On May 4th, the Metropolitan Museum of Art opens Alexander McQueen: Savage Beauty, a new exhibit at the Costume Institute featuring the work of the late fashion designer. McQueen’s shows have featured an insane asylum theme, women wrapped in plastic, and fake electrocutions. His “Highland Rape” show featured disheveled models in ripped clothes. In another show, a double amputee model with custom carved wooden legs strutted down the catwalk. Because of his predilection for dark and controversial subject matter, McQueen has been known alternately as the hooligan of English fashion and l’enfant terrible. But while he thrived on being provocative, McQueen was also a shrewd businessman who transformed catwalk shows into blockbuster events with heavy social and political undertones. In homage to the show at the Costume Institute, following is a selection of our favorite moments from his career.
McQueen was known for his impeccable tailoring. He dropped out of school at age 16 to apprentice at Savile Row, where his clients included Prince Charles and Mikhail Gorbachev. And he startled audiences in his break-out show in 1992 with obstreperously low-cut pants called the “bumster trouser.” His Spring/Summer 1996 collection, shown above, featured his signature intrepid tailoring with equally surprising results. In 1996 McQueen was appointed chief designer at Givenchy, succeeding John Galliano. Although he remained there for five years, the relationship with the fashion house was strained as he never felt he had the creative freedom he desired.
1997, Cover of Homogenic
When Icelandic pop star Björk sought out McQueen to help her create the cover of her album, Homogenic, it initiated what would be an enduring friendship and years of artistic collaboration. McQueen directed the video for “Alarm Call,” on that album. Björk sang at McQueen’s funeral. Bjork has contributed a new song to a short film on McQueen, To Lee, With Love, Nick, by photographer Nick Knight.
With typical McQueen mischief, this show, which sprayed the models with water, was called “Golden Shower.”
McQueen caused controversy in autumn 1998 when he sent double-amputee model Aime Mullins down the runway on hand-carved wooden legs to open his collection entitled “No. 13.” The collection showcased a large amount of wooden material used in sculptural neck pieces, chest plates, and Mullins’ prosthetic legs. (Incidentally, Mullins is the same model featured in Matthew Barney’s Cremaster 3, wearing prosthetic legs made of glass).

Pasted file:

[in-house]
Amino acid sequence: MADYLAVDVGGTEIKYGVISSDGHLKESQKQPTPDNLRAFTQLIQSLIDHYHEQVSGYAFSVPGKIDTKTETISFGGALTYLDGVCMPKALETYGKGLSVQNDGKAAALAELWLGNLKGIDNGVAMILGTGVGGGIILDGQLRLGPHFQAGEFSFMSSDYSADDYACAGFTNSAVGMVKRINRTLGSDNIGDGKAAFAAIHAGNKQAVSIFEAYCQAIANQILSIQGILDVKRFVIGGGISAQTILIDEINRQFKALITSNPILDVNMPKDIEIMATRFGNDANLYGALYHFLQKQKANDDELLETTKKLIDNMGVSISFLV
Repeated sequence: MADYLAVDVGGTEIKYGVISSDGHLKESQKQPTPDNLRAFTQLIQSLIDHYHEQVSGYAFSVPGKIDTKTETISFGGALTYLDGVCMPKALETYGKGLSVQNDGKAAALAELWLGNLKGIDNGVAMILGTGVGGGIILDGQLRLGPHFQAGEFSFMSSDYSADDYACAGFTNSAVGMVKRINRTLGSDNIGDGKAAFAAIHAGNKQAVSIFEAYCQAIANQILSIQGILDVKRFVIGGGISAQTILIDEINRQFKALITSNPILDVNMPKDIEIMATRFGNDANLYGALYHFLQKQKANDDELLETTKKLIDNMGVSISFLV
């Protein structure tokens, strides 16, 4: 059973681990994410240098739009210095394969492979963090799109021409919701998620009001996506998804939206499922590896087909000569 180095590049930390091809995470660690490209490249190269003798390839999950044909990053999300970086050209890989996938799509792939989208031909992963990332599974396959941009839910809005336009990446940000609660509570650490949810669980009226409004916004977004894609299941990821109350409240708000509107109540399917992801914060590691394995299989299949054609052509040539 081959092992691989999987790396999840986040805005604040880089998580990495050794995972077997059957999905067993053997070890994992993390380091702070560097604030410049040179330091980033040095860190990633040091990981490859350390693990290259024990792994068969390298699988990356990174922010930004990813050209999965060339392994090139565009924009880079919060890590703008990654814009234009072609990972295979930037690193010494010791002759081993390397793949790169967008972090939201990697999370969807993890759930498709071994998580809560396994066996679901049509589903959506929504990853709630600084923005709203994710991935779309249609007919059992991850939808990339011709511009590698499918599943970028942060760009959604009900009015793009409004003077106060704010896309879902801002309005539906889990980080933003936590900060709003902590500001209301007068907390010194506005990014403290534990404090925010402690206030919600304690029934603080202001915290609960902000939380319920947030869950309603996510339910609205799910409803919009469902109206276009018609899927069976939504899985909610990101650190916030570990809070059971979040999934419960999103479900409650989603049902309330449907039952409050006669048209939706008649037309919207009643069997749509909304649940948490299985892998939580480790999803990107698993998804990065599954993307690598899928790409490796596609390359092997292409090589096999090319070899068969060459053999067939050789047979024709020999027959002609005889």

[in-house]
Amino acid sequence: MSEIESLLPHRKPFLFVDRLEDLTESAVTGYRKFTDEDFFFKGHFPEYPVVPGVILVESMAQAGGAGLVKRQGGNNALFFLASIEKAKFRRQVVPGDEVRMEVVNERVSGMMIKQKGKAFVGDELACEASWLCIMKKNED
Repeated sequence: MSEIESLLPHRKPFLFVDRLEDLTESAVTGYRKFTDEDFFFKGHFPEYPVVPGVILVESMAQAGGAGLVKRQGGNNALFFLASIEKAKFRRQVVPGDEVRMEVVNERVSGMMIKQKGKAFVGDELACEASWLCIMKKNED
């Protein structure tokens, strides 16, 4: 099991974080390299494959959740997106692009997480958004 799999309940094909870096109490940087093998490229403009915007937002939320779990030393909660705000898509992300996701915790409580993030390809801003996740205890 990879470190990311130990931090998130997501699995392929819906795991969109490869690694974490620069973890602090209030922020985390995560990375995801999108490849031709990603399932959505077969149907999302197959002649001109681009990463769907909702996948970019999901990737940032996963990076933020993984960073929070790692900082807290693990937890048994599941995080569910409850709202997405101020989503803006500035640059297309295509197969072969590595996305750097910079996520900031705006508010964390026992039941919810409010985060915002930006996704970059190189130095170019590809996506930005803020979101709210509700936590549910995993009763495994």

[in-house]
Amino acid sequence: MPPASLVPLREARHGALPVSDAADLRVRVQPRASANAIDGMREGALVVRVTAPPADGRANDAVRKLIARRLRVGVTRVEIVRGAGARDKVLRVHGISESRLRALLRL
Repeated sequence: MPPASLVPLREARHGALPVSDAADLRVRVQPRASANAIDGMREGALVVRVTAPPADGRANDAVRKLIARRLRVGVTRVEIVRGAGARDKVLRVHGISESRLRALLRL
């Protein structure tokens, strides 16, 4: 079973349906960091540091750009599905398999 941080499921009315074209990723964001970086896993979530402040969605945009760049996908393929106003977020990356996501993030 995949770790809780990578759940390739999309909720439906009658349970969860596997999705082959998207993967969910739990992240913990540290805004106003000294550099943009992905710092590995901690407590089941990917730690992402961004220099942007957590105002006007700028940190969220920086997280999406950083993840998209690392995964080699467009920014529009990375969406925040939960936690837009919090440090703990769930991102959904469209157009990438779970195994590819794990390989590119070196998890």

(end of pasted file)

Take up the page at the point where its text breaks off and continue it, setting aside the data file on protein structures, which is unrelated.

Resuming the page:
For his Spring/Summer 1999 collection, McQueen ended his show by putting model Shalom Harlow in a white dress on a rotating platform, being spray painted by robotic arms obtained from a car factory. It was an extraordinary and menacing moment that was redolent of the ties between fashion and mass production.
The audience was seated around a large mirrored box before the show started for McQueen’s Spring/Summer 2001 collection (perhaps in an attempt to make members of the fashion community uncomfortable). When the show began, the box became transparent, revealing a set designed as a “padded cell” mental asylum. Models, including Kate Moss, walked inside the box wearing the extraordinary clothes, which had a strong avian theme.
Staged in the Conciergerie, the Paris jail famed for holding Marie Antoinette, the fashion show featured over-the-top silhouettes and canine props. It was a surreal take on Little Red Riding Hood, except the women were tightly corseted and walked with wolves on chains. “There were guards everywhere,” said one attendee. “Half of the audience was terrified.”
For Fall/Winter 2003, McQueen placed his models in a wind tunnel, which accentuated the qualities of the chiffon and silk pieces as they billowed in the wind.
For McQueen’s romantic and playful Edwardian collection, every model was placed on a checkered floor. Models walked against each other as if they were chess pieces.
McQueen’s reputation as a meticulous designer and outstanding showman reached its climax with this holographic life-size image of Kate Moss within a transparent pyramid at the center of the runway.
Fashion trendsetter Isabella Blow reportedly discovered Alexander McQueen. They became close friends. When she committed suicide in May 2007 after a long bout with cancer. His designs in 2009 seemed to reference Blow’s penchant for wild hats, bright lips, and a structured, feminine silhouette. For this collection, McQueen commented on societal excess by setting the stage with scrap debris from past shows. This show happened after the economic collapse and it was apparently McQueen’s way of saying we all have too much, and want too much. Many of the models wore garbage bags on their heads.
After Lady Gaga danced in a pair of McQueen’s gold armadillo-shaped shoes (that were featured in the last show during McQueen’s lifetime, Spring/Summer 2010) with 10-inch heels in the video for her single “Bad Romance,” she became an instant favorite of his. They were inspired by Charles Darwin’s Origin of Species.
Fall/Winter 2010: McQueen’s Last Collection
At the time of Alexander McQueen’s death, sixteen outfits were nearly complete and were finished by his design team. The clothes looked to Byzantine art. Models wore skullcaps of bandages and black boots with heels sculpted with gold angels and in one case a carving of a broken skull. Seven tiny presentations were held that served simultaneously as a memorial service, only four weeks after his death.